While milk is an important part of any healthy diet, cheese rules. On average Americans consume 27 pounds of cheese each year. That’s a lot of cheese and 90% of our Wisconsin milk goes into cheese making. Everyone, it seems, loves their Mac & Cheese but you just can’t beat those squeaky fresh cheese curds. You can pick up your favorite cheese curd flavors directly from the creameries spread throughout western Wisconsin, but be sure to stop in Ellsworth, the cheese curd capital of the world. If you’re like me you can’t resist a quick stop.

It all starts with fresh milk from healthy cows, but there are so many hardworking professionals that go to work every day so you can enjoy the best dairy products in the country. From our dedicated farmers and milk haulers to the technicians and cheesemakers of Wisconsin – we celebrate them and their work during Dairy Month!

Year after year, Wisconsin cheesemakers prove their products are incomparable. From Colby to cheddar; from Gouda to asiago; from string cheese to cheese curds, we’re spoiled here with the best tasting cheeses in the world. With over 1,200 licensed cheesemakers producing over 600 types of cheeses, we have almost twice as many cheese choices than any other state. Wisconsin is proudly the home of world champion cheesemakers year after year. Our cheesemakers produce 26% of the cheese consumed in America, which amounted to 3.39 billion pounds in 2020.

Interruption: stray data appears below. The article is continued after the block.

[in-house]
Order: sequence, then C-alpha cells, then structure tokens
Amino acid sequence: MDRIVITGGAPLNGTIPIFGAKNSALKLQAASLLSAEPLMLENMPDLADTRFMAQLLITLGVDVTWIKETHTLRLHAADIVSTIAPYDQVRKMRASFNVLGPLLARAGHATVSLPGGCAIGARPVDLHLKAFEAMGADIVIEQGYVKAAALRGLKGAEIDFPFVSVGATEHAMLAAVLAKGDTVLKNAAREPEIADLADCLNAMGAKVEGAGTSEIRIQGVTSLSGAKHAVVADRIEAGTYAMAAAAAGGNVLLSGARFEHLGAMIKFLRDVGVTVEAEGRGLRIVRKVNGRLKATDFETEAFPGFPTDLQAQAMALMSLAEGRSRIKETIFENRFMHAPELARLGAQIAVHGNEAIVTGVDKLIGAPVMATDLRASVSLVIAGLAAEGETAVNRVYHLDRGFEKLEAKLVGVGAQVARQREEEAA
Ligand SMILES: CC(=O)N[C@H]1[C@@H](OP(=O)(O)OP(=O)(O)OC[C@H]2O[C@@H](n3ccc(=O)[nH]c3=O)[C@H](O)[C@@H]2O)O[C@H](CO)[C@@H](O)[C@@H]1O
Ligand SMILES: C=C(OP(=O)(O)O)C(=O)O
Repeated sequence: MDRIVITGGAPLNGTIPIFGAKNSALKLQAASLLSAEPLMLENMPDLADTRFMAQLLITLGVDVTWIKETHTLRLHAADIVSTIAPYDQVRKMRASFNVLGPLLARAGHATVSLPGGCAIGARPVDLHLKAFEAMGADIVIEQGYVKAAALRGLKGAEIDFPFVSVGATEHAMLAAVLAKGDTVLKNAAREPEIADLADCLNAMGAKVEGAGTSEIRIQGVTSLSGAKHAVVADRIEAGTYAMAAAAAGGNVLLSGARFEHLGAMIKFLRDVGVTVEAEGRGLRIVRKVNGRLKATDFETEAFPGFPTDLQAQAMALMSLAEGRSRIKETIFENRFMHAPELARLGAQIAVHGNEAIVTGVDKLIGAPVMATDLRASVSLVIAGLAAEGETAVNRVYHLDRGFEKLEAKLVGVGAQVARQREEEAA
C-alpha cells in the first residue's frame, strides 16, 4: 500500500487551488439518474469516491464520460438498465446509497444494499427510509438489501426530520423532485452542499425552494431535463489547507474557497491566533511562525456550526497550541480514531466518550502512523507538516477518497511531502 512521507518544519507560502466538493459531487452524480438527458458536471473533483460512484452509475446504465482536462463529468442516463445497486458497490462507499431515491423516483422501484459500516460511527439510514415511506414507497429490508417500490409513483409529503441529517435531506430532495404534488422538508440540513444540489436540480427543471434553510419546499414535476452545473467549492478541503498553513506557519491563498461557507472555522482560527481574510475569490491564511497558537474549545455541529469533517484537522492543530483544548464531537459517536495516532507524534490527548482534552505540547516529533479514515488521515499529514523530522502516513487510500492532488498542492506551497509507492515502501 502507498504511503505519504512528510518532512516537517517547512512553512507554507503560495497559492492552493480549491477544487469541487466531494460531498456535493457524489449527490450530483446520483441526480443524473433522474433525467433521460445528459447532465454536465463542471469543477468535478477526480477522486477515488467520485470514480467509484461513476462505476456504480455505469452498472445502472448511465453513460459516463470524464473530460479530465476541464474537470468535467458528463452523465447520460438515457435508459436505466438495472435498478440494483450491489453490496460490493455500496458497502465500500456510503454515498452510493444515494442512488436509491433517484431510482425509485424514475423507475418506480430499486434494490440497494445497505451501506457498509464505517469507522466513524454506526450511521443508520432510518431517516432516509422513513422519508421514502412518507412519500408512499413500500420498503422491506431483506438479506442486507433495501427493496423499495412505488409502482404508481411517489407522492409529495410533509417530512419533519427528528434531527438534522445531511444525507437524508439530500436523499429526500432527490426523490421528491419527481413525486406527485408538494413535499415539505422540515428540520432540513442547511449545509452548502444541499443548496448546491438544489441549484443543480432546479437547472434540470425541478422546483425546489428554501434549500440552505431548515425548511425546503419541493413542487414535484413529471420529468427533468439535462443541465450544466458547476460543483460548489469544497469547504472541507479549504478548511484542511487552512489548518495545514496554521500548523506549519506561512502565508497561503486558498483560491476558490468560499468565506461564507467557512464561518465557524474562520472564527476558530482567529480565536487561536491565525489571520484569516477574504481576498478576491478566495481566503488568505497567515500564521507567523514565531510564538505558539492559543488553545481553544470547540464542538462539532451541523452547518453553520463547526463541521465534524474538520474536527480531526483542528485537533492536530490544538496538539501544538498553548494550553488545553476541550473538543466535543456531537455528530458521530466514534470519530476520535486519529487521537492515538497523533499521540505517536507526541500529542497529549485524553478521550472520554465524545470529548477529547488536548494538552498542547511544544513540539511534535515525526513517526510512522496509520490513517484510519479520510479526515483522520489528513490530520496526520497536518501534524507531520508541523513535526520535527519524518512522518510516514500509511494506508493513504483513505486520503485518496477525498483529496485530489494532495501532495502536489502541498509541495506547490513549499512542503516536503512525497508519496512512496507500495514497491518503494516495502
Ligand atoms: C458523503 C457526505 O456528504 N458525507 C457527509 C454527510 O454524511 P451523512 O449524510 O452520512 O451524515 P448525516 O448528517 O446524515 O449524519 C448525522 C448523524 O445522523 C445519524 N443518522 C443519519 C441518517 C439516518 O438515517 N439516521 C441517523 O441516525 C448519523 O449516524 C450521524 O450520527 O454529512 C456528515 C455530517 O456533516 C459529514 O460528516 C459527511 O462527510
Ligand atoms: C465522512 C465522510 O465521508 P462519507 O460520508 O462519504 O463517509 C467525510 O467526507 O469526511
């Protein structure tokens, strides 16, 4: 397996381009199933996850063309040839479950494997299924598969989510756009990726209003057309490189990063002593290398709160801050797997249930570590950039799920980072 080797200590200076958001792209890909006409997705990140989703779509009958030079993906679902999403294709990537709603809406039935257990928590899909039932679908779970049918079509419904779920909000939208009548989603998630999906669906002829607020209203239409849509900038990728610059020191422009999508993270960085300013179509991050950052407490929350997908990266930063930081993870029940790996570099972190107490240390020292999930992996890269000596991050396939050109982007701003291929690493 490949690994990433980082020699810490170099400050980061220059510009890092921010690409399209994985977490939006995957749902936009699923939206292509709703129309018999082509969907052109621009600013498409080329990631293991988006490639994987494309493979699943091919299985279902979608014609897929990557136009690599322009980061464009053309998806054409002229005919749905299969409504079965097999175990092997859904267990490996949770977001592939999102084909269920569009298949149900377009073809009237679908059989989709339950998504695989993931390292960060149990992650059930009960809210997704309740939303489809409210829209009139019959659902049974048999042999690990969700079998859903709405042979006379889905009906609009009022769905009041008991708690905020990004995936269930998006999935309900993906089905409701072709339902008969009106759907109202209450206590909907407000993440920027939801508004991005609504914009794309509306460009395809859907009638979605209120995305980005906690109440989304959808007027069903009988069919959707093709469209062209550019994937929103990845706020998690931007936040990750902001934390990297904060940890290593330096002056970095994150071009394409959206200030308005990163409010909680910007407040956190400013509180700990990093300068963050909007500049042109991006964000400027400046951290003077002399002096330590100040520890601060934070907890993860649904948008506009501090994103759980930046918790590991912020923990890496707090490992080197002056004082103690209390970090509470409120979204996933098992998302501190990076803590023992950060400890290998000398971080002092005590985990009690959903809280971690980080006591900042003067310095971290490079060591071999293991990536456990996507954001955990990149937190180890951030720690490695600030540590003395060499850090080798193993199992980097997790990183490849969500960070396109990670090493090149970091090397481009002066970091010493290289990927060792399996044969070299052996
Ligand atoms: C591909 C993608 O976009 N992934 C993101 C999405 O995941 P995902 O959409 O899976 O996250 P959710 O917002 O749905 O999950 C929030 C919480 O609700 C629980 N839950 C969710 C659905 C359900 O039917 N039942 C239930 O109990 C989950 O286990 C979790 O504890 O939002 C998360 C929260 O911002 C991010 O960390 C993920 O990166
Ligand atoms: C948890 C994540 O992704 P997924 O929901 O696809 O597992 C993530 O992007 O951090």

Our cheesemakers export their products around the world with the leading importers of our dairy products being Canada, China and Japan. Okay, maybe the deep-fried cheese curds aren’t the healthiest food, but you can’t beat that very special treat to share with friends.